Financial investors in India are scared of regulatory uncertainties. Not that uncertainties are exclusive to our country but it’s a critical risk factor that is assessed by those making substantial investments. Historically, one of the most important regulatory concerns for such investors is related to being categorised as ‘promoter’ of a listed company, both when the company is going public and also in cases where a private equity (PE) player intends to take a control position in an already listed company, by replacing its present promoters or by becoming co-promoters. Promoter liability theories have kept such investors away from taking control positions in listed companies. On the contrary, in the unlisted space where the promoter position is perceived differently, control deals are a way of life for certain PE funds in India.
On December 7, 2016, the Ministry of Corporate Affairs (MCA) notified and brought into operation a significant chunk of sections under the Companies Act, 2013, including provisions relating to compromises, arrangements, reconstructions, mergers and amalgamations, with effect from December 15, 2016 (the Notification). This marks a paradigm shift in the corporate restructuring process, which is all set to undergo a transition from the earlier restructuring processes under the aegis of the High Courts, to National Company Law Tribunals (NCLTs), constituted with effect from June 1, 2016.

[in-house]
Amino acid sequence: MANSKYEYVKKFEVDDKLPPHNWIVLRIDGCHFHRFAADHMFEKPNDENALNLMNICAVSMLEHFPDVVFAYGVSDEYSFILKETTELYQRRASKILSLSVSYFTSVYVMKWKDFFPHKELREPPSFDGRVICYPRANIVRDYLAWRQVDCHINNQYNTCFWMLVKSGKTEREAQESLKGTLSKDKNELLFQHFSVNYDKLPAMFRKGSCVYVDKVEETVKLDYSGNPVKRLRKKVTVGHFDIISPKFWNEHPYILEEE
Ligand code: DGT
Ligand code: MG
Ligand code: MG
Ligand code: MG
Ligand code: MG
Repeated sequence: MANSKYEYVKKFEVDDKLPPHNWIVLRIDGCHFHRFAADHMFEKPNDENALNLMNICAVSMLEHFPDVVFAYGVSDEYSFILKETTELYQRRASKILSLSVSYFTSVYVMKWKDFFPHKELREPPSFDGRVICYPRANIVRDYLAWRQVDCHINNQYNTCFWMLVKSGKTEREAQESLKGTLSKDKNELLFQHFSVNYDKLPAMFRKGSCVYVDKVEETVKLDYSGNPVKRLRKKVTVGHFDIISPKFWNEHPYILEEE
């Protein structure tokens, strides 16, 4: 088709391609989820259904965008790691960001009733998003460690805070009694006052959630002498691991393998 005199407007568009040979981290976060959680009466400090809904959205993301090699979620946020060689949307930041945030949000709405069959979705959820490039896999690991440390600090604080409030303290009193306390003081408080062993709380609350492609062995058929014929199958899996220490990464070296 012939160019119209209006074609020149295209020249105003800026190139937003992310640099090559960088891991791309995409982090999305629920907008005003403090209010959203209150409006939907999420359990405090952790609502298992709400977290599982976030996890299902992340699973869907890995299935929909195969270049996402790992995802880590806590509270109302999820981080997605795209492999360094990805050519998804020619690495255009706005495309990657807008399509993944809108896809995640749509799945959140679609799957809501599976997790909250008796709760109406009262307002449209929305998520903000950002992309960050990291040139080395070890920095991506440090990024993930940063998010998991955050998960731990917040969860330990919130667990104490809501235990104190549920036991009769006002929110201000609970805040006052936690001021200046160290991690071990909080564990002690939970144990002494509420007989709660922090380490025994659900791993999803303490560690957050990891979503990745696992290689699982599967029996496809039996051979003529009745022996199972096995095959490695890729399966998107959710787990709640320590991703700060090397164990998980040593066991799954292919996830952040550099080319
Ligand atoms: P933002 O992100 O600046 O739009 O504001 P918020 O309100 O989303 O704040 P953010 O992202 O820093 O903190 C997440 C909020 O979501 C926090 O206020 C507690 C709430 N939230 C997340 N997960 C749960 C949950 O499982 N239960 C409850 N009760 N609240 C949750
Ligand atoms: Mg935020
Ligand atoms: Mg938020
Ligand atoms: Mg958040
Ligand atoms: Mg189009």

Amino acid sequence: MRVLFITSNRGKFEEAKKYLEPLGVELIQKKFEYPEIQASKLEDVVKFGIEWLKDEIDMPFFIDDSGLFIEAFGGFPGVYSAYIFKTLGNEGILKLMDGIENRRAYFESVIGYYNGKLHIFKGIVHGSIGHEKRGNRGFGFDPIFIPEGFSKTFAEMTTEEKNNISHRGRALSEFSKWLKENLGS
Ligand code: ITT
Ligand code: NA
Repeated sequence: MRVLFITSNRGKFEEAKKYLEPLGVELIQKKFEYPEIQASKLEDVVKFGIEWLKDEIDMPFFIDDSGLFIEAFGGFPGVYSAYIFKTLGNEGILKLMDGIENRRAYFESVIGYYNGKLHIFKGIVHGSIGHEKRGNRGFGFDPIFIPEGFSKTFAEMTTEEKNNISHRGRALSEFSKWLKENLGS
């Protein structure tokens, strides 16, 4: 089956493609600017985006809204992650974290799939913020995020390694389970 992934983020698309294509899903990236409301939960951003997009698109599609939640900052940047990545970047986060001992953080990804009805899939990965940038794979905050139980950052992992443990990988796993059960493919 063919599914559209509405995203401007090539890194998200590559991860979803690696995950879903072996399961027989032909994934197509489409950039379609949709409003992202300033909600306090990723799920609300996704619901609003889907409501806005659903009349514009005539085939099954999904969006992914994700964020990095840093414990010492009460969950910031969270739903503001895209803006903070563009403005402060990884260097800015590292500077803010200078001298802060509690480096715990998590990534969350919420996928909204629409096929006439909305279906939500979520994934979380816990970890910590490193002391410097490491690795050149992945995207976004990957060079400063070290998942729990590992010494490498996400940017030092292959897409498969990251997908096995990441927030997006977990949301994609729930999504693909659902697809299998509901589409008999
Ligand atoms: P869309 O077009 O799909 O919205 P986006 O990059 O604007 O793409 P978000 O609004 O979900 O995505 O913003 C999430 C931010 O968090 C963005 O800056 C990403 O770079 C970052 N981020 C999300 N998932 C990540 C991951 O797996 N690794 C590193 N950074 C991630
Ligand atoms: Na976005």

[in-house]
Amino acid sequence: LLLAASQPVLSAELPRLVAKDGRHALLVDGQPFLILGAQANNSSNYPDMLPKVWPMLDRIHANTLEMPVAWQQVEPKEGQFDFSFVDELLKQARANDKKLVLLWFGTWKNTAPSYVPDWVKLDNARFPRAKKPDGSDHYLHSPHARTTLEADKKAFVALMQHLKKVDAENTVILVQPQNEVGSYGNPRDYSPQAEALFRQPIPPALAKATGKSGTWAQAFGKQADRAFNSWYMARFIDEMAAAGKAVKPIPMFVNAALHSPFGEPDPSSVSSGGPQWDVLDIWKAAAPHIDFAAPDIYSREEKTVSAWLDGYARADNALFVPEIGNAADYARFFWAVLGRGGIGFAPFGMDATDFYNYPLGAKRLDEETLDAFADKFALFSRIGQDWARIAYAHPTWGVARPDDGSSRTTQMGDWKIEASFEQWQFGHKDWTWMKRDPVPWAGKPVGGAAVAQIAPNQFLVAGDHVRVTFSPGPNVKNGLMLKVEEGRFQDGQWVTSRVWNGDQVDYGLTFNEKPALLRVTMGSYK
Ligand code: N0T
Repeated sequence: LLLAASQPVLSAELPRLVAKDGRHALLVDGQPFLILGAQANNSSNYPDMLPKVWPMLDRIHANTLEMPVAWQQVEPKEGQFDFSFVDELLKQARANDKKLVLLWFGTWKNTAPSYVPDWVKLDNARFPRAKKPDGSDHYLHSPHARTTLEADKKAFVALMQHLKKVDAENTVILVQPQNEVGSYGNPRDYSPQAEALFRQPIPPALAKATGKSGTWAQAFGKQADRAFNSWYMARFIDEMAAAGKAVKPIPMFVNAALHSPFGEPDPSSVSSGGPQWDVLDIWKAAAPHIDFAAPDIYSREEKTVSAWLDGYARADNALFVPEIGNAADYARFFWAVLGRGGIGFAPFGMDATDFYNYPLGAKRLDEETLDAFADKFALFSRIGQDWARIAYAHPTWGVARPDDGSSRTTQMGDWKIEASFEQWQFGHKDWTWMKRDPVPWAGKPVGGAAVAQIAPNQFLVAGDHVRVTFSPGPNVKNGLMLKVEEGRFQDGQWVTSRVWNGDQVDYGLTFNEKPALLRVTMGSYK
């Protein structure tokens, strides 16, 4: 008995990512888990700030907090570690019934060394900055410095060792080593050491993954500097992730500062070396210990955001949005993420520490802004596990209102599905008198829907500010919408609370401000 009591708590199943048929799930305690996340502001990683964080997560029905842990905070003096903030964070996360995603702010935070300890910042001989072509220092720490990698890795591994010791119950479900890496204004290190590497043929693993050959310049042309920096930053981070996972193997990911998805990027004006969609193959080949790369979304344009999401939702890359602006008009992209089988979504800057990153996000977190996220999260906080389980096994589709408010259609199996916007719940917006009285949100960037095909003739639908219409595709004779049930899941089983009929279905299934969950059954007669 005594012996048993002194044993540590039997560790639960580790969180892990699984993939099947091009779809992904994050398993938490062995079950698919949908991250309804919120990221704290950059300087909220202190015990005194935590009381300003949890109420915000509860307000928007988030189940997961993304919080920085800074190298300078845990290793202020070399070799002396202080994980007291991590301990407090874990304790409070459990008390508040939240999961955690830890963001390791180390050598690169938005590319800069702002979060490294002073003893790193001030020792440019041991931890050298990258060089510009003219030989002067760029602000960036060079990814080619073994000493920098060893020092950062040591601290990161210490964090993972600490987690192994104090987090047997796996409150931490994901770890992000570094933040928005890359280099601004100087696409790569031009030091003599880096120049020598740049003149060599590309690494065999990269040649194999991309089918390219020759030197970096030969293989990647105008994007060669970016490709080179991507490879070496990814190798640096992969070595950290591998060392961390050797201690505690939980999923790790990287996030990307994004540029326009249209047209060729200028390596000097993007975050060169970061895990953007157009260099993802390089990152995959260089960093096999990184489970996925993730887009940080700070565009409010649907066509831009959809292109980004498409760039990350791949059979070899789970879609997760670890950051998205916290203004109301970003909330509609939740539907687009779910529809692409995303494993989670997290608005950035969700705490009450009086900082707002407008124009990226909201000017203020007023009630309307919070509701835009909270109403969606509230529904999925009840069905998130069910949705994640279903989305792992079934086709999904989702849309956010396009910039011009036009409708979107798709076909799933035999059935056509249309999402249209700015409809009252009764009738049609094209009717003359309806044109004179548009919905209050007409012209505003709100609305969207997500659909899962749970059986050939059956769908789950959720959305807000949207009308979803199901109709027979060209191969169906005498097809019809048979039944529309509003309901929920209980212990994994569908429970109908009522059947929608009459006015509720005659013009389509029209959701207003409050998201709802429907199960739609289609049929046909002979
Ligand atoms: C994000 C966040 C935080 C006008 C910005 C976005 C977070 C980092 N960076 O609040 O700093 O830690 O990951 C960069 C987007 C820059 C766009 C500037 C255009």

The MCA notified the Companies (Removal of Difficulties) Fourth Order, 2016, and the Companies (Transfer of Proceedings), Rules, 2016, on the same date as the Notification, clarifying that proceedings relating to schemes will stand transferred, forthwith, except where orders have been reserved. While applicants with final hearings on or before December 14, 2016, who were expecting orders to be reserved, heaved a sigh of relief, other applicants were caught in a limbo, while prospective applicants were left to surmise, and gear up for implementation of the new provisions, yet to be tested by NCLTs. The Notification was soon followed, on December 14, 2016, by the Companies (Compromises, Arrangements and Amalgamations) Rules, 2016, on sanction of schemes by NCLTs. Continue Reading National Company Law Tribunal: In the Scheme of Things